As traditions go, panettone is one that’s hotly contested — some think it wouldn’t be Christmas without it, some don’t love it. If you fall into the latter category, you might want to try this traditional panettone recipe, especially if you don’t have a local Italian bakery to pick up loaves for giving.
Be sure to check out more delicious Italian recipes here!
What IS panettone, anyway?
Panettone is a cake-like yeast bread that’s dotted with bits of dried fruit. No, not a fruit cake, though it’s often mistaken as such.
Panettone has its origins in Milano, but it’s available throughout Italy during the holiday season. Stores carry the bread in a variety of sizes, perfect for sharing with friends. At family gatherings, the bread might be served with a glass of prosecco after a holiday meal. It’s a tradition that is embraced by Italian families all over the world!
If you have any Italian friends in your circle, you may very well have been gifted a loaf of this bread during the holiday season.
While Panettone is readily available in Italy, it’s not as common in America. If you wish to experience this Italian tradition, making it panettone at home from scratch is a wonderful way to do so!
Making this panettone recipe from scratch
You’ll need to plan ahead for this one! This yeasted bread requires that you make a “starter” or “sponge” and let it sit overnight. This bubbly mixture of flour, water, and yeast gives the dough a bit of a head start!
Left overnight, this starter will begin to rise and the yeast will become active, giving good rise to the panettone bread.
The following day, you’ll combine the remaining ingredients — except for the dried fruits and zest! — with the starter and allow the dough to rise for an hour or two. Once it’s nice and puffy, it’s time to add the fruit that makes this panettone recipe sing.
While this bread could be made in loaf pans, a traditional panettone recipe is baked in special paper molds. These molds are oven-proof and make it easy for giving — just tie on a ribbon or bow and off you go!
Transfer the completed dough to a baking mold and allow it to rise again, then bake. (Bread making isn’t difficult, but it does require a bit of patience!)
- ¾ cup all purpose flour
- 1/16 teaspoon instant yeast
- ⅓ cup cool water
- ¼ cup lukewarm water (110 degrees)
- 1 tablespoon active dry yeast
- All of the prepared starter
- 2 ¼ cups all purpose flour
- 2 large eggs
- 4 tablespoons butter, softened
- 1 teaspoon vanilla extract
- 1 ¼ teaspoons salt
- ⅓ cup sugar
- ½ cup raisins
- ½ cup diced candied lemon
- ½ cup dried cranberries
- ½ cup diced candied oranges
- 2 tablespoons grated orange zest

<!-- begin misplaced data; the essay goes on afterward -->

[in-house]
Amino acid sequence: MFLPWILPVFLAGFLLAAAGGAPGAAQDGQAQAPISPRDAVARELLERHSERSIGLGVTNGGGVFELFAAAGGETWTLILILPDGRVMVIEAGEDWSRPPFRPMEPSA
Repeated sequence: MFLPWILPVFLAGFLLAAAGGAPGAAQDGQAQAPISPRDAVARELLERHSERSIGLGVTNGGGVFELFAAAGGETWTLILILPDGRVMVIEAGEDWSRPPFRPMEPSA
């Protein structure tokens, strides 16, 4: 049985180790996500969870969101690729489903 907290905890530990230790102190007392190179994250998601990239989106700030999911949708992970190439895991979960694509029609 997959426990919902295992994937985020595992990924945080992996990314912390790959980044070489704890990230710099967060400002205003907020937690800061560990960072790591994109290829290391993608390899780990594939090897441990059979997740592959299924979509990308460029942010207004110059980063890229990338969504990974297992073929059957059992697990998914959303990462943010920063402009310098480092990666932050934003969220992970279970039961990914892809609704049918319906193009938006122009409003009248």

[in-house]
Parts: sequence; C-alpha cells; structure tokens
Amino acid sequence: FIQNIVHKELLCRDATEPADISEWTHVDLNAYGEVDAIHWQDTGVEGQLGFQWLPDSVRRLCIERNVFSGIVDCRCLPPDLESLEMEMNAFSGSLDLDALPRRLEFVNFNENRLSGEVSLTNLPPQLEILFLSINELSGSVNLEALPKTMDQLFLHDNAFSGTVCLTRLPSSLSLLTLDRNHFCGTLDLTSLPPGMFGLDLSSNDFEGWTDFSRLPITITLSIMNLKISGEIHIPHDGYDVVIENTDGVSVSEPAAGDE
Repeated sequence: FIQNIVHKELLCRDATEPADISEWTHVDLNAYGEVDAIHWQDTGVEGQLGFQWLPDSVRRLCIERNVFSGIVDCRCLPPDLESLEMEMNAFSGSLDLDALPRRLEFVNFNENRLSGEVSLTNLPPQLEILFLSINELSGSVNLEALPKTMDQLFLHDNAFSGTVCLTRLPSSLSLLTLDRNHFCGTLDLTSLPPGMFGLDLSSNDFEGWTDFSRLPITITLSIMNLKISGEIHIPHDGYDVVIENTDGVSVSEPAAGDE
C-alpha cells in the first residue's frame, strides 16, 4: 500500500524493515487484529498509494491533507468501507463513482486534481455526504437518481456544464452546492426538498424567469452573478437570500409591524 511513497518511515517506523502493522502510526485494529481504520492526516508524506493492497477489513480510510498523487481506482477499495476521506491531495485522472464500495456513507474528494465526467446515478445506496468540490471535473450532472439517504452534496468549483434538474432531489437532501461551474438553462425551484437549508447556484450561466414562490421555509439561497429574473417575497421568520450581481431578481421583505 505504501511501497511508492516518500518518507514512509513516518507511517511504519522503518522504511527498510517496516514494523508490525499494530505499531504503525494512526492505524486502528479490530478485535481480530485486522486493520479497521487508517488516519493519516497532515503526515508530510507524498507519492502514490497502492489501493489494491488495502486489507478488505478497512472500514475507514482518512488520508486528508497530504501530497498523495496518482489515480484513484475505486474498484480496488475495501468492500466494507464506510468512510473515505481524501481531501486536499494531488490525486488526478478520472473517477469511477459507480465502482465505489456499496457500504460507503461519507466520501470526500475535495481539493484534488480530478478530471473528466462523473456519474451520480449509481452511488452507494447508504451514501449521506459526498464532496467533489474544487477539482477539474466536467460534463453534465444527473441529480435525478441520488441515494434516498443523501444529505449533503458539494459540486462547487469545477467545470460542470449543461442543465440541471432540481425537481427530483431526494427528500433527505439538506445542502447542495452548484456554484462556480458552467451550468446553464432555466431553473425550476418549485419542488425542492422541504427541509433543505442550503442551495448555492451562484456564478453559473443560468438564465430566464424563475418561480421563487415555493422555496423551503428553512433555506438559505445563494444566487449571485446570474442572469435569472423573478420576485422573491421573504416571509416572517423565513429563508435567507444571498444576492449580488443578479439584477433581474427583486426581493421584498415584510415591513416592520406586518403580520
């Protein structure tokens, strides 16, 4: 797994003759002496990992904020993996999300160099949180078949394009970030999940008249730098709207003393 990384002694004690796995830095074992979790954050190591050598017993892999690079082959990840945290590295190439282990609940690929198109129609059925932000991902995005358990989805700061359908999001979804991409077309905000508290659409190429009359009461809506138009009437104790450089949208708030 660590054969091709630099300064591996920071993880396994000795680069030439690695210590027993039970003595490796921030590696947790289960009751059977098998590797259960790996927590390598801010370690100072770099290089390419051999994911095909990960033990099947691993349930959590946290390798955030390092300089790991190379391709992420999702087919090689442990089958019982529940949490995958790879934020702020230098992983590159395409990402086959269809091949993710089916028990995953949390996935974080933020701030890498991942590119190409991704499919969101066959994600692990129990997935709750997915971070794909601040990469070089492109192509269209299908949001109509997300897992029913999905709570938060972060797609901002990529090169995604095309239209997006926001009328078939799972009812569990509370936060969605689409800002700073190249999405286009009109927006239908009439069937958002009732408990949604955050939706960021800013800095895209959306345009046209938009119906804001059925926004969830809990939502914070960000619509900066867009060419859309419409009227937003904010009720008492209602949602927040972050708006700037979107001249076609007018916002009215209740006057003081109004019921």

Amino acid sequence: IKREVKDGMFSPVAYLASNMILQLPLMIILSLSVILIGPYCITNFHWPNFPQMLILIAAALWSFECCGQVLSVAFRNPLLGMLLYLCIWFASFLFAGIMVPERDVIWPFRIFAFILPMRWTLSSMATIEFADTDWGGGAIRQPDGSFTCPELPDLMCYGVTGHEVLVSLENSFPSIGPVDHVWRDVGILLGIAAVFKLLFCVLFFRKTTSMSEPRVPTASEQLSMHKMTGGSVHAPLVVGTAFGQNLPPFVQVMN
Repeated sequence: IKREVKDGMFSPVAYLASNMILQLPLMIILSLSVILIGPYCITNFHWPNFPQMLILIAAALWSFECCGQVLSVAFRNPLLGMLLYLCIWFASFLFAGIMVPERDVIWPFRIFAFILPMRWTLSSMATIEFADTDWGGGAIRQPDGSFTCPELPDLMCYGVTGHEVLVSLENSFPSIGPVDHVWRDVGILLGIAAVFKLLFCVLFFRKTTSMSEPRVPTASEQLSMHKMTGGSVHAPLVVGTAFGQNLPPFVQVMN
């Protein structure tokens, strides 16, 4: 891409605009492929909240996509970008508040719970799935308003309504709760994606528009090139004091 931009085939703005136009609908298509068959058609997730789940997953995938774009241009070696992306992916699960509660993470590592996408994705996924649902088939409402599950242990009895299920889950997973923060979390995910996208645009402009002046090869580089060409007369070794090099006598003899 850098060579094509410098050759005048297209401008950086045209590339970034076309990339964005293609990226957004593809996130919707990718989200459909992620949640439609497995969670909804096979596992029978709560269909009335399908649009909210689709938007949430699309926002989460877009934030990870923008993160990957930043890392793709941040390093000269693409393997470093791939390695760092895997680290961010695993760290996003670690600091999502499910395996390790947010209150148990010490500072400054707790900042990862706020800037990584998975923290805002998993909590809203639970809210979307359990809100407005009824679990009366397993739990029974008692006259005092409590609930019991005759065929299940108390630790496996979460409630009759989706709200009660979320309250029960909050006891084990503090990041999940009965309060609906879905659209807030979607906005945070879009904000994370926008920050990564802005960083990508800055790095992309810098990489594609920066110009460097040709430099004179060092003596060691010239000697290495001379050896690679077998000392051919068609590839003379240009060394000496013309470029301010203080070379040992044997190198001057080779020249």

To make the starter:
- Combine the starter ingredients in a medium-size bowl.
- Cover and allow to rest on the counter overnight (8 to 10 hours.)
To make the dough:
- Dissolve the yeast in the warm water in a large bowl or the bowl for your stand mixer. Allow to sit for ten minutes.
- Add remaining ingredients to the bowl, with the exception of the fruits and zest. Mix together by hand or with a dough hook on a stand mixer until you have a soft, smooth dough.
- Cover the dough and allow to rise until it is puffy, about 1 to 1 ½ hours.
- Lightly grease a panettone bread mold.
- Gently deflate the dough. Then, knead in the fruits and zest by hand or with a dough hook on a stand mixer.
- Shape the dough into a ball. Place into the prepared panettone mold. Cover and allow the dough to rise until its highest point has just crested over the rim of the baking mold, about 1 hour.
- Preheat the oven to 400 degrees. Bake the bread for 10 minutes. Reduce the temperature to 375 degrees and bake for an additional 10 minutes. Finally, reduce the oven to 350 degrees and finish baking for 25 to 30 minutes. If you notice the crust beginning to brown, tent tin foil over the loaf. When done, the internal temperature will be 190 degrees.
- Cool the loaf completely before storing in an airtight container for up to one week or in the freezer for up to 6 months.
Mixing the dough with a bread machine:
- Place the water, eggs, vanilla and orange zest into the bread machine. Next, add the sugar, salt, and flour. [More on how to zest oranges here.]
- Dot the butter around the flour. Make an indentation into the flour and add the yeast.
- Start the bread machine using the “dough” setting.
- Before the final kneading cycle, add the remaining ingredients to the dough and allow the kneading cycle to finish.
- Remove the dough and place in a prepared panettone baking mold.
- Allow to rise and bake as previously directed.